Types of CGD
CGD is an inherited disorder, which means that it is passed from parents to their children.
There are two types of CGD, called X-linked CGD and autosomal recessive CGD. Which type a person has depends on how it has been inherited from their parents. The different types cause some proteins in their blood cells not to work properly.
Both types of CGD cause similar symptoms. However, sometimes symptoms can be more severe with the X-linked type.
What causes CGD?
Most cells in the body contain over 100,000 genes. They are grouped together on chromosomes, long strings of genes. Each gene contains a code that can be translated by the cell to make a protein. The type of protein that is made decides a particular characteristic of a person such as eye colour or blood type.
Both X-linked and autosomal CGD affect the enzyme NADPH oxidase which contains four proteins called Gp91-phox, p22-phox, p47-phox and p67-phox. This enzyme is involved in the production of bleach-like chemicals that make it possible for white blood cells to kill infections in our blood.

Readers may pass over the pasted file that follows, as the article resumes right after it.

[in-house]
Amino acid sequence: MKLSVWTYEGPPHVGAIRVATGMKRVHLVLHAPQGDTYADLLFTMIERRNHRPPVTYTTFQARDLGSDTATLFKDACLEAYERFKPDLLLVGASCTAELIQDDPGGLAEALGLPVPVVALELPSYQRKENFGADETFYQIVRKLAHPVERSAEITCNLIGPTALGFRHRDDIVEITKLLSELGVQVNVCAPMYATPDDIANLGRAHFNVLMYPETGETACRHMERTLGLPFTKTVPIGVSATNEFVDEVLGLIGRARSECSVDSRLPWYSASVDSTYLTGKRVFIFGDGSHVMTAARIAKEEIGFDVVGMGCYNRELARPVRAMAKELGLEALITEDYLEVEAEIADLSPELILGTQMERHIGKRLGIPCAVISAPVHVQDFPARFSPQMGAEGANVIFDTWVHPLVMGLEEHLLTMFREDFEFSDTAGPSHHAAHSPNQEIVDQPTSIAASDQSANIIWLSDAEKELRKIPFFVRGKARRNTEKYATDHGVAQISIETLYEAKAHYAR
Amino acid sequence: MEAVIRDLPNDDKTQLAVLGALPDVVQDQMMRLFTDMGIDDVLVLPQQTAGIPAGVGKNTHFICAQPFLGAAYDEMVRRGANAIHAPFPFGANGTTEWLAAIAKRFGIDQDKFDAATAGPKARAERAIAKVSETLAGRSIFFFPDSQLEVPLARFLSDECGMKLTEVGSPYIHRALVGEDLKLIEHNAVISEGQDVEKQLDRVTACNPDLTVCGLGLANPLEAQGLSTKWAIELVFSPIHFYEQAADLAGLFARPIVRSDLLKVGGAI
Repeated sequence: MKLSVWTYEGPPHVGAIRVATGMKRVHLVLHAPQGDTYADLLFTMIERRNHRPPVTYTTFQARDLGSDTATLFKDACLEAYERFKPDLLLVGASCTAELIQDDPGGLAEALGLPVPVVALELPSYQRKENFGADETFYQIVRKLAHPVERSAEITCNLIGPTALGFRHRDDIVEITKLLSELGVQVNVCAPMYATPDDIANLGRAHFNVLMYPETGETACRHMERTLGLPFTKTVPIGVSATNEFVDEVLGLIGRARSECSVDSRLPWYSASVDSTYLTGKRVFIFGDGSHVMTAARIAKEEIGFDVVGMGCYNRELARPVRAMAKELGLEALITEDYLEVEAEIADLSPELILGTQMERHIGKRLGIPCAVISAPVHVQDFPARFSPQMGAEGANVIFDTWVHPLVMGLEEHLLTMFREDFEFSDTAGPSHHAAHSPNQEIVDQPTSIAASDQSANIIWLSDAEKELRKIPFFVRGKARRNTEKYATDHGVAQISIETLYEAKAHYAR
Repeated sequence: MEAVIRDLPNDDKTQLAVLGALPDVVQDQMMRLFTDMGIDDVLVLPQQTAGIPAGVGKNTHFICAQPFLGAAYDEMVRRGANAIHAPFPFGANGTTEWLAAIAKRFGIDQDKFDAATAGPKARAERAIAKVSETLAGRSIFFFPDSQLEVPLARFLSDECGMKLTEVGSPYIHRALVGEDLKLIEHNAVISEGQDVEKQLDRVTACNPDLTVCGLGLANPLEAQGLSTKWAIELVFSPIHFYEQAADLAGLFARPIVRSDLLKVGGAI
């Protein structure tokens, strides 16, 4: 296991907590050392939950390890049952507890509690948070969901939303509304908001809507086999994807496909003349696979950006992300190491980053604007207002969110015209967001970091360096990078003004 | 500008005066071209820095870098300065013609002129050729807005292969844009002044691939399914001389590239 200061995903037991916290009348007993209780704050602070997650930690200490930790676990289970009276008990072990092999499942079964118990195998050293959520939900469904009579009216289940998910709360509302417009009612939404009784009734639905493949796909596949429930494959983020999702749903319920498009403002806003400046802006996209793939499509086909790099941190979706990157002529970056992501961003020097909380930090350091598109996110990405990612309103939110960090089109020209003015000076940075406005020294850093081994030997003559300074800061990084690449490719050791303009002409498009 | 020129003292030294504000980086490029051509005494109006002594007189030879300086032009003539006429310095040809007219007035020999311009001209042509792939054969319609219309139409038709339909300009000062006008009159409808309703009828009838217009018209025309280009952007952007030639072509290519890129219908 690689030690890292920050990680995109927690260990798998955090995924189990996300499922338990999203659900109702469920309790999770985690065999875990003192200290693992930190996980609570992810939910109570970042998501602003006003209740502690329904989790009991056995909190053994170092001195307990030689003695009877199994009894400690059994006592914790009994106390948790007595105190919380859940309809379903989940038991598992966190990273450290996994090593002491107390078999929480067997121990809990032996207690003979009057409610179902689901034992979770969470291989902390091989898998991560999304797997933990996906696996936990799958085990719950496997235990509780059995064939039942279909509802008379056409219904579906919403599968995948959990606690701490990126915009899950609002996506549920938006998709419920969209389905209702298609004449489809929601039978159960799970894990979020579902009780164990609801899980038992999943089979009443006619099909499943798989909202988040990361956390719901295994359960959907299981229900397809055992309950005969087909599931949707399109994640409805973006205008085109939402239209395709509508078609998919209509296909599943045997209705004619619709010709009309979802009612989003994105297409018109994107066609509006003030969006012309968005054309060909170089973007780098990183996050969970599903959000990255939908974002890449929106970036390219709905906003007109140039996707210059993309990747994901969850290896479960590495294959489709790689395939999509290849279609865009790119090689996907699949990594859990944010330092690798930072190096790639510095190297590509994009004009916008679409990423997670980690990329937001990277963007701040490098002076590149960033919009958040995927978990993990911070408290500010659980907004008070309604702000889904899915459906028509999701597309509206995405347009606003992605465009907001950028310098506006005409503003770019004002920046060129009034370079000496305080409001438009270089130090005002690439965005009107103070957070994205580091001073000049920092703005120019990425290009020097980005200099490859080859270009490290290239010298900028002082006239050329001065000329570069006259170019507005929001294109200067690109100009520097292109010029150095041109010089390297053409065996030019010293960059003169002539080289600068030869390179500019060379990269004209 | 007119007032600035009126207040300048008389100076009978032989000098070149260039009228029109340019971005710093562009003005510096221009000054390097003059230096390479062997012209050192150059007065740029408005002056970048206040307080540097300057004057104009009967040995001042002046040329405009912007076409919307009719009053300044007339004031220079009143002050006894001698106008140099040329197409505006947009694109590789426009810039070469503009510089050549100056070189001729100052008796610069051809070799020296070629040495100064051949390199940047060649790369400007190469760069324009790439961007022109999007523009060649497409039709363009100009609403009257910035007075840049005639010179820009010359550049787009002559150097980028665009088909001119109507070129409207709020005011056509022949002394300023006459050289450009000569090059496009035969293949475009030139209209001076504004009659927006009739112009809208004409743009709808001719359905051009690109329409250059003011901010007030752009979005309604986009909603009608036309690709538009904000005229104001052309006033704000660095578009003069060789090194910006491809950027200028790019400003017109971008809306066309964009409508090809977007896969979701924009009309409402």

If someone has CGD, one of these four proteins is missing or defective, due to a genetic mutation, so their bodies can’t produce the bleach-like chemicals.
In X-linked CGD, the Gp91-phox protein is affected. This is the most common type of CGD, affecting around 60 per cent of people with the condition. It only affects males.
In autosomal recessive CGD, other parts of the enzyme are affected. This type of CGD affects both males and females, and there are three sub-types:
- the p47-phox form, affecting around 30 per cent of people affected by CGD.
- p22-phox and p67-phox, affecting around 10 per cent of people with CGD.
Read more about the basics of CGD
Read more about how CGD is diagnosed
Read more about how CGD is inherited
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